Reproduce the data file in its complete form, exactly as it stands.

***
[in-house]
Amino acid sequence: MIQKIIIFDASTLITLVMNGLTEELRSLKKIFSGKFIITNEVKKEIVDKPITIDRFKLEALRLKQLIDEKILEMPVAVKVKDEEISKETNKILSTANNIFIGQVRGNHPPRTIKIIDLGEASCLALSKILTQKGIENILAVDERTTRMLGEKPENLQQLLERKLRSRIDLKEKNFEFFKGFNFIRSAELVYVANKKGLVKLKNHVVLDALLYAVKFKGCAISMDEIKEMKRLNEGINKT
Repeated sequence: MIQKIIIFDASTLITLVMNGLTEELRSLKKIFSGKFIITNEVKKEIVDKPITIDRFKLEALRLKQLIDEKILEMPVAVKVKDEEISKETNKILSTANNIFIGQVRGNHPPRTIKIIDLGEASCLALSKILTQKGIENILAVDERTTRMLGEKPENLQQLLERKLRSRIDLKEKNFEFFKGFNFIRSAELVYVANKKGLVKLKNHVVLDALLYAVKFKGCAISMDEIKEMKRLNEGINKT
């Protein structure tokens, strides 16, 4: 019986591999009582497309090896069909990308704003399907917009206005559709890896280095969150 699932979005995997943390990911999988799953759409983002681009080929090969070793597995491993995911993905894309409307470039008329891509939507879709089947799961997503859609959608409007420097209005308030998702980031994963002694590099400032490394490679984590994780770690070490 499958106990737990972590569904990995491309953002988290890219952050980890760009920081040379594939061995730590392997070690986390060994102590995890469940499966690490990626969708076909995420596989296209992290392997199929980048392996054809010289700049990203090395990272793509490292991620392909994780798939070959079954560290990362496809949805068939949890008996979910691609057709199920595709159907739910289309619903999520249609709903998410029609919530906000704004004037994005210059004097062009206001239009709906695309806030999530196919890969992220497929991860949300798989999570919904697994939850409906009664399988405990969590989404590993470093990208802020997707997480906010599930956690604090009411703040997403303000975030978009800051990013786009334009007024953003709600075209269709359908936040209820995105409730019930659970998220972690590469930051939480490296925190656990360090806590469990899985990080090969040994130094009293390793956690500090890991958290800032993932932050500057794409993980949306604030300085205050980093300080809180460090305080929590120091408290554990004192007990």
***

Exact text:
[in-house]
Amino acid sequence: MIQKIIIFDASTLITLVMNGLTEELRSLKKIFSGKFIITNEVKKEIVDKPITIDRFKLEALRLKQLIDEKILEMPVAVKVKDEEISKETNKILSTANNIFIGQVRGNHPPRTIKIIDLGEASCLALSKILTQKGIENILAVDERTTRMLGEKPENLQQLLERKLRSRIDLKEKNFEFFKGFNFIRSAELVYVANKKGLVKLKNHVVLDALLYAVKFKGCAISMDEIKEMKRLNEGINKT
Repeated sequence: MIQKIIIFDASTLITLVMNGLTEELRSLKKIFSGKFIITNEVKKEIVDKPITIDRFKLEALRLKQLIDEKILEMPVAVKVKDEEISKETNKILSTANNIFIGQVRGNHPPRTIKIIDLGEASCLALSKILTQKGIENILAVDERTTRMLGEKPENLQQLLERKLRSRIDLKEKNFEFFKGFNFIRSAELVYVANKKGLVKLKNHVVLDALLYAVKFKGCAISMDEIKEMKRLNEGINKT
């Protein structure tokens, strides 16, 4: 019986591999009582497309090896069909990308704003399907917009206005559709890896280095969150 699932979005995997943390990911999988799953759409983002681009080929090969070793597995491993995911993905894309409307470039008329891509939507879709089947799961997503859609959608409007420097209005308030998702980031994963002694590099400032490394490679984590994780770690070490 499958106990737990972590569904990995491309953002988290890219952050980890760009920081040379594939061995730590392997070690986390060994102590995890469940499966690490990626969708076909995420596989296209992290392997199929980048392996054809010289700049990203090395990272793509490292991620392909994780798939070959079954560290990362496809949805068939949890008996979910691609057709199920595709159907739910289309619903999520249609709903998410029609919530906000704004004037994005210059004097062009206001239009709906695309806030999530196919890969992220497929991860949300798989999570919904697994939850409906009664399988405990969590989404590993470093990208802020997707997480906010599930956690604090009411703040997403303000975030978009800051990013786009334009007024953003709600075209269709359908936040209820995105409730019930659970998220972690590469930051939480490296925190656990360090806590469990899985990080090969040994130094009293390793956690500090890991958290800032993932932050500057794409993980949306604030300085205050980093300080809180460090305080929590120091408290554990004192007990």